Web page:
“He says, ‘You know what, Coach? I want to get better. I don’t want to be in the D-League. I’ve got buddies that are, and I just want to make sure when I go, I’m ready,’ ” Izzo recalled to Sporting News. “I looked at him and I said, ‘Done deal.’ For me, that was a done deal. It was a reasonable, sensible argument.”
Agents, friends, reporters, scouts, acquaintances, fans, strangers and family members — oh and, as we said, coaches — all had one opinion about how Bridges should spend the next year of his life. Miles had another, opposing, viewpoint.
Bridges told Decourcy that support came from his teammates, many of whom were returning to the team as well. Assuming the backcourt of Cassius Winston and Josh Langford make a leap forward, as well as incoming freshman Jaren Jackson providing an immediate impact, the Spartans’ title hopes could become a reality.
Bridges averaged 16.9 points, 8.3 boards, 2.1 assists and 1.5 blocks as a freshman at Michigan State. He’s rated as the No. 5 overall pick in the 2018 NBA Draft by DraftExpress.
GREENSBORO, N.C. (AP) — Four more Division I conferences will join a men’s basketball officiating alliance formed last year by the Atlantic Coast Conference, the Big East, the Atlantic 10 and Colonial Athletic Association.
The Big South, the Ivy League, the Northeast and the Patriot League are joining ahead of the 2017-18 season, according to announcements from the leagues Thursday. The alliance launched last summer for conferences to work together on officiating matters and enhance training, development, recruitment, retention and feedback for officials.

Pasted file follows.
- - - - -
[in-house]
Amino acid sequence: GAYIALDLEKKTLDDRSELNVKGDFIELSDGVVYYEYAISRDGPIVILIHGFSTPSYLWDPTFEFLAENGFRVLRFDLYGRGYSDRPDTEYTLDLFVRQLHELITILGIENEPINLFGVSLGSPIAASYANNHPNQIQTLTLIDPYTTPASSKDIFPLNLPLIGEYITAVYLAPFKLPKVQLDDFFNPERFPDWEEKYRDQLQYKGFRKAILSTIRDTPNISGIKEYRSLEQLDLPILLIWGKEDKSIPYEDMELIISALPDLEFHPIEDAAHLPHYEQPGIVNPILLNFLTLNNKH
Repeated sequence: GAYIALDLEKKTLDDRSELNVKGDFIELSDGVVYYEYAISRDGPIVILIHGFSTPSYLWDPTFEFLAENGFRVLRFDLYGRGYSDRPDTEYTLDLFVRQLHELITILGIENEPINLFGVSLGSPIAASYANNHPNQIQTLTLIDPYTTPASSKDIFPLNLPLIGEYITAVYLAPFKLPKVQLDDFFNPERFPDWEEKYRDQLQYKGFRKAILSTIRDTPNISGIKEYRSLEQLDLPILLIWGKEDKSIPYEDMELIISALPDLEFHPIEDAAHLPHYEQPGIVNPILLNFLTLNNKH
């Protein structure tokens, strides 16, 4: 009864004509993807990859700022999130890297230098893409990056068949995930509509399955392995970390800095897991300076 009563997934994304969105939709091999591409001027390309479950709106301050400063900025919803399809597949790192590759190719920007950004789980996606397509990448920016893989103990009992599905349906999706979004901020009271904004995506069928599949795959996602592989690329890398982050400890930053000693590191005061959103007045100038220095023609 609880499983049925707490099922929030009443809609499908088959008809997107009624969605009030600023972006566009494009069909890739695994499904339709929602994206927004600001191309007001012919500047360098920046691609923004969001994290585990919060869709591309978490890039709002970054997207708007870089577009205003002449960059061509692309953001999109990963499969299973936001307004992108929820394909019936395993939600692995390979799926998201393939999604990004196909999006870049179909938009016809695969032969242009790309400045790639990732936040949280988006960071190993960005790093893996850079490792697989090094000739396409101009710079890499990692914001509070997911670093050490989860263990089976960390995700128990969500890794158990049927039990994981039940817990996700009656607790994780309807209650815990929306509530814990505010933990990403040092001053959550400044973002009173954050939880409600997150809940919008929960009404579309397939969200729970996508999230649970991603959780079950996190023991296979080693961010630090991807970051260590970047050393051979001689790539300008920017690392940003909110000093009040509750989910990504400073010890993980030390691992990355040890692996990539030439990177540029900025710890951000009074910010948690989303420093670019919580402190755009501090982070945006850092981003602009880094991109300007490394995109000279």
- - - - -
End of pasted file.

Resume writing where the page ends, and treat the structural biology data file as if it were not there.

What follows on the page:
John Cahill, the Big East’s supervisor of officials, and Bryan Kersey, the ACC’s coordinator of men’s basketball officiating, will continue to lead the alliance operations.
ACC commissioner John Swofford says the new additions to the alliance “provide an even greater opportunity to build chemistry and quality” across the officiating ranks.
The latest addition to the rafters of the Dean Dome will be unveiled this fall.
North Carolina will raise the banner for its 2017 national championship on Oct. 13, according to a report from Inside Carolina.
The event will coincide with the Tar Heels’ “Late Night With Roy” event that marks the public start to the season for the program and also serves, like many other top programs, as a recruiting tool.
North Carolina won its sixth NCAA national championship in April by defeating Gonzaga, 71-65, in Phoenix to avenge its last-second loss in the title game to Villanova the year prior. It was the Tar Heels’ first championship since 2009.
It was the most anticipated matchup of the summer.
Zion Williamson vs. LaMelo Ball.
People were turned away at the door – and LeBron James reportedly came and went – as the gym reached capacity for SC Supreme’s 104-92 victory over the Big Ballers. That’s Williamson over Ball (LaMelo and LaVar).
The game was mostly spectacle, and you can see it’s top moments right here.